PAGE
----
In North Carolina, millions of hogs are confined to small spaces on farms. Their waste is collected in lagoons, and storms in the area cause them to overflow and flood nearby towns. (Photo: EPA)
In this week’s trip beyond the headlines, Peter Dykstra and host Steve Curwood discuss the environmental costs residents pay for North Carolina’s hog farms, the global decline of seabird populations, and how, despite warnings, toxic algae blooms in Lake Erie continue to affect Toledo, Ohio’s drinking water.
CURWOOD: Let’s dig down beyond the headlines now with Peter Dykstra, who keeps a sharp eye on all the news whether it’s fit to print or not. Peter’s with Environmental Health News, that’s EHN.org and the DailyClimate.org, and joins us on the line from Conyers, Georgia. Hi there, Peter.
DYKSTRA: Hi, Steve. I was really struck by a recent piece on the Quartz website about hog waste, pollution, environmental justice and really, really bad smells in North Carolina. I learned a few things. Most of them not so good.
CURWOOD: Let’s hear a few.
DYKSTRA: The good news is on the jobs and money end. There are an estimated 46,000 full time jobs in an $8 billion a year hog economy in North Carolina, and the industry is fond of saying it can smell the money. Fair enough, but what many residents of the hog belt get is quite a different smell. In one county alone, Duplin County, hogs produce twice the waste as the city of New York. That’s according to an environmental group’s estimate, since the state and the hog producers are a little shy about releasing the poop numbers.
CURWOOD: Wow, twice the waste of New York City from just one county’s hog farms. And this has been a problem for a long time right?
DYKSTRA: Yes, and that’s the thing that really got me. This was a huge issue in the 1990’s, when heavy rains from several hurricanes caused huge hog waste spills. In 1995, the Raleigh News & Observer ran a series about pollution, environmental justice, and the clout of the hog industry in the state. The series won a Pulitzer Prize, and after an uproar, the state blocked the creation of new hog farms, but the industry found a workaround, and the environmental problems remain.
CURWOOD: So what’s the workaround?
DYKSTRA: If you can’t have more hogs, then make bigger hogs. In the past quarter century, according to government data cited by Quartz, the average size of a North Carolina hog brought to market has increased 27 percent, to 275 pounds. Bigger hogs, more waste; more waste, more smells and possibly more spills.
CURWOOD: 275 pounds? That’s a lot of bacon. Hey, what else do you have for us?
DYKSTRA: I’ve always thought one of the coolest things about seabirds are how some species feed by diving like a bullet into the water. Gannets are the best. But a study from the University of British Columbia says that globally, seabird populations have taken a startling dive: a nearly 70 percent decline since the 1950’s, according to a study that estimated the population trends of 500 seabird species.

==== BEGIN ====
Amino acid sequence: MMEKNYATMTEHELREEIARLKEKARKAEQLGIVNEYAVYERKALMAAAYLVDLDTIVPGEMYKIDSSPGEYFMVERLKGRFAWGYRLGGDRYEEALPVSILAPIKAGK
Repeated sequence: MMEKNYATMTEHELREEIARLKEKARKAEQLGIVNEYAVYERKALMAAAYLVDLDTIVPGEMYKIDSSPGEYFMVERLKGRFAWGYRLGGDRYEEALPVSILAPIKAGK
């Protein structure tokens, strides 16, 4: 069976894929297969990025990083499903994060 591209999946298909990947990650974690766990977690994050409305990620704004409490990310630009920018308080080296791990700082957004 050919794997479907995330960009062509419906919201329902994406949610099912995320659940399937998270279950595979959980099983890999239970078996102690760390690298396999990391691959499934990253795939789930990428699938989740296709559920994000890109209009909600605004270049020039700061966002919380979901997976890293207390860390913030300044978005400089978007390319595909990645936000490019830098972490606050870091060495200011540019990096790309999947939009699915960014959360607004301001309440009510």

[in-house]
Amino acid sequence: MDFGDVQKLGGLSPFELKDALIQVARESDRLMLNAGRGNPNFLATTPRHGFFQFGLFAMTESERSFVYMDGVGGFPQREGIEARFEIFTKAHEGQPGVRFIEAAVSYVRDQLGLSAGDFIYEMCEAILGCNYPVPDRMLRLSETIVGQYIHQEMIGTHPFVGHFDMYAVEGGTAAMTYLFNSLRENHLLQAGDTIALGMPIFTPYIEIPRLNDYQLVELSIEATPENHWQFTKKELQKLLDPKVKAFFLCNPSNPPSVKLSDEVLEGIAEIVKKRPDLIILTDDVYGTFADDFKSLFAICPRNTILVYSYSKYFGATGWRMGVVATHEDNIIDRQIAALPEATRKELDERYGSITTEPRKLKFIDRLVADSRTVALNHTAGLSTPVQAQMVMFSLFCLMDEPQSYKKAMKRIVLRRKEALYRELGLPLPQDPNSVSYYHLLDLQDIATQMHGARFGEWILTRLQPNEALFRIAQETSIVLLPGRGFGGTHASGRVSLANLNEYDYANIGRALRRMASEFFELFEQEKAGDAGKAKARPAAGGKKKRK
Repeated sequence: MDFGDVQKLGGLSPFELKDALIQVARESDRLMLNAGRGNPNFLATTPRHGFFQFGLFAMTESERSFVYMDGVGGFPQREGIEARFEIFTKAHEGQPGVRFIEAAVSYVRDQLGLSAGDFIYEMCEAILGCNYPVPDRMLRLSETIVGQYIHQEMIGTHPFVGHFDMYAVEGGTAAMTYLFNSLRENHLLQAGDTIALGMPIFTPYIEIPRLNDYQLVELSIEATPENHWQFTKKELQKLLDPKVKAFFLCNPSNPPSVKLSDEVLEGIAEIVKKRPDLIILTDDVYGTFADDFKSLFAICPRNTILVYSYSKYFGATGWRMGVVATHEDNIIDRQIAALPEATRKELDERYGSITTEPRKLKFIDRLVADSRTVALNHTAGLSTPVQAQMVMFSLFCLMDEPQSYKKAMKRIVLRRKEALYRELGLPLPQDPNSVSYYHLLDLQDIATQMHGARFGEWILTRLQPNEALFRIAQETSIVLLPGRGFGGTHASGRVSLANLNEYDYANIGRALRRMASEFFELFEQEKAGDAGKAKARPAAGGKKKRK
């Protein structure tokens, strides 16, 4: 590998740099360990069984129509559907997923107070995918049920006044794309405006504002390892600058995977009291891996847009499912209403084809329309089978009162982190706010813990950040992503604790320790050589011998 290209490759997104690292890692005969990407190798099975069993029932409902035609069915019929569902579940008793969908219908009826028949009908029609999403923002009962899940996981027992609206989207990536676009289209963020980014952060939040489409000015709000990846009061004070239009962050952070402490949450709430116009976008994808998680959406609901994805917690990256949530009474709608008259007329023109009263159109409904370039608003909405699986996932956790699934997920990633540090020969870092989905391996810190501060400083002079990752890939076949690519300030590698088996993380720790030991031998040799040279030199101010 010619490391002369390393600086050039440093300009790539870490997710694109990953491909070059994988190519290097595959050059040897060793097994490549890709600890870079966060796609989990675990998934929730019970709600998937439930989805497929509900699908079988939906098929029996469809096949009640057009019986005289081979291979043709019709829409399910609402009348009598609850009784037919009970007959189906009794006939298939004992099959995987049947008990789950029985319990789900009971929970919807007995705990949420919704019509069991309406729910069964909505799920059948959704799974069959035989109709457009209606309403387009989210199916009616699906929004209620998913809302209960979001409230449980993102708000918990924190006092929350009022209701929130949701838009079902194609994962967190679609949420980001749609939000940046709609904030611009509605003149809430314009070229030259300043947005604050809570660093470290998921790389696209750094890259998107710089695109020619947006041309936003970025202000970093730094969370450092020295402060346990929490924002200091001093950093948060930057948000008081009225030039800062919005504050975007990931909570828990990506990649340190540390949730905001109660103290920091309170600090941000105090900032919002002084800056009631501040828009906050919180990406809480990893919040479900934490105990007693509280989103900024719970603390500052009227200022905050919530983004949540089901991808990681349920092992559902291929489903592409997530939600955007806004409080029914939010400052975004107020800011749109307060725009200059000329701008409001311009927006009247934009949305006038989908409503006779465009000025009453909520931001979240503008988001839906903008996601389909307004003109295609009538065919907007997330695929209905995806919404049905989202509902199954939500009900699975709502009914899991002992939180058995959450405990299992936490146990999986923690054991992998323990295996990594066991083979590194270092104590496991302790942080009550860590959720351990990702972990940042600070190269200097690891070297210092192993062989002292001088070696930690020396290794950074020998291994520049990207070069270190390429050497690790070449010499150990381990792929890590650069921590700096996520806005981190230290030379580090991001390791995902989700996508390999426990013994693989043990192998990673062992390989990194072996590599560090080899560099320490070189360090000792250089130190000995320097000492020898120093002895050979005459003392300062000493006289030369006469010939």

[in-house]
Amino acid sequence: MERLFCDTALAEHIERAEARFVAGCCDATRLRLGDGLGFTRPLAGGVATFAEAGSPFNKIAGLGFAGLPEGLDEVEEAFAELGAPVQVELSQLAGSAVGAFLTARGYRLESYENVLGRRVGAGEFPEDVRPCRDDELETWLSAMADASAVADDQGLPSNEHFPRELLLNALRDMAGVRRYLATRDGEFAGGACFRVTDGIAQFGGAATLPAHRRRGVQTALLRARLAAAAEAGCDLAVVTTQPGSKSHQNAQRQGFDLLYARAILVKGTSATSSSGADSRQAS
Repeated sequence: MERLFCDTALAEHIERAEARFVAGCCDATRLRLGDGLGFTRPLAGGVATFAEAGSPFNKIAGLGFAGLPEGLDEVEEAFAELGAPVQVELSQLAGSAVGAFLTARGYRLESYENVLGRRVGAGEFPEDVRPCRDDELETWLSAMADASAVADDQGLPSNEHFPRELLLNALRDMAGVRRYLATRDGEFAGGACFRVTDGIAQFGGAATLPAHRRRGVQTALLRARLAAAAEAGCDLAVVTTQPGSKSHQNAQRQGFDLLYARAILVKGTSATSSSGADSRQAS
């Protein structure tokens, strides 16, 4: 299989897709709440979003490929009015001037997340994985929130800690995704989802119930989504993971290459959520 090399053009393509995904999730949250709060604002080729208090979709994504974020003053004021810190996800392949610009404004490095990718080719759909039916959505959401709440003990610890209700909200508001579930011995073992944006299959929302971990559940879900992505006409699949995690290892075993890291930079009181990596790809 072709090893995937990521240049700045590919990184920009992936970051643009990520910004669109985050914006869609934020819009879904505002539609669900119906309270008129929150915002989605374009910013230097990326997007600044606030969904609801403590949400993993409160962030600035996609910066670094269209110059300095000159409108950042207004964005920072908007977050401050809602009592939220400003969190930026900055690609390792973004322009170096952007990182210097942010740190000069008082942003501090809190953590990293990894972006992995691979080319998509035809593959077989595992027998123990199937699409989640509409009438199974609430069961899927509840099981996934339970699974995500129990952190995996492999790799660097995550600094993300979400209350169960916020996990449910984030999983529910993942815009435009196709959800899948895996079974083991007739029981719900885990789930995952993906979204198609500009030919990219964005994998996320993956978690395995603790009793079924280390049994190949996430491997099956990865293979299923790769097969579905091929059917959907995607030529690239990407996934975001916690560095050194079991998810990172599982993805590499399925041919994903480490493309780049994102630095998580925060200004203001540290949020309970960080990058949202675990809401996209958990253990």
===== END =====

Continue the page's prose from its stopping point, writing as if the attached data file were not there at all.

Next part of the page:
CURWOOD: Whoa. What do they attribute this to?
DYKSTRA: Let me count the ways: overfishing of the fish seabirds need; seabirds get snagged in fishing nets and on longline fishhooks; marine pollution, loss of habitat, invasive species that impact seabird nesting areas, climate change and more. I could keep going.
CURWOOD: You are just a bundle of good news today, Peter. Any positive takeaways from all this?
DYKSTRA: Well, maybe that science has done its job in identifying a big problem and its sources. Now comes the messy business of policy and ocean politics to hopefully find a fix—or multiple fixes – and reverse the trend in seabird decline.
CURWOOD: Huh, OK – hey now it’s time for you to take us back into the realm of environmental history. What do you have this week?
DYKSTRA: Well I have a little recent history. We’re at the one-year anniversary of one of those little lessons you learn from history, in fact. The State of Ohio’s EPA met with city officials in Toledo to warn them that Toledo’s water supply was ill-prepared to cope with the algae bloom building in the western part of Lake Erie. It wasn’t just the state issuing warnings. A veteran environmental reporter named Tom Henry had been writing about this for over fifteen years – that’s another issue where the warnings go back to the twentieth century!!
CURWOOD: And as I recall it wasn’t too long after this meeting that Toledo had a little problem.
DYKSTRA: If by “little” you really mean “enormous,” yeah. Five hundred thousand metro Toledo residents had their water supply shut down for two days last August when toxic algae clogged the city’s drinking water intakes. It was an important reminder that Lake Erie, a recovering poster child for large-scale water pollution, still has some big issues.
CURWOOD: And that story dominated the headlines, including here. So what’s the algae outlook for August 2015?
DYKSTRA: The initial forecasts by NOAA and the state were for a fairly mild year. But after a wildly rainy month of June in the Great Lakes region, forget that: NOAA now calls for a worse algae bloom in August than last year’s. So stay tuned.
CURWOOD: We shall. Peter Dykstra is with Environmental Health News, that's EHN.org and the DailyClimate.org. Thanks for taking the time, Peter.
DYKSTRA: OK, Steve, my pleasure. We'll talk to you soon.
CURWOOD: And there’s more on these stories at our website, LOE.org.
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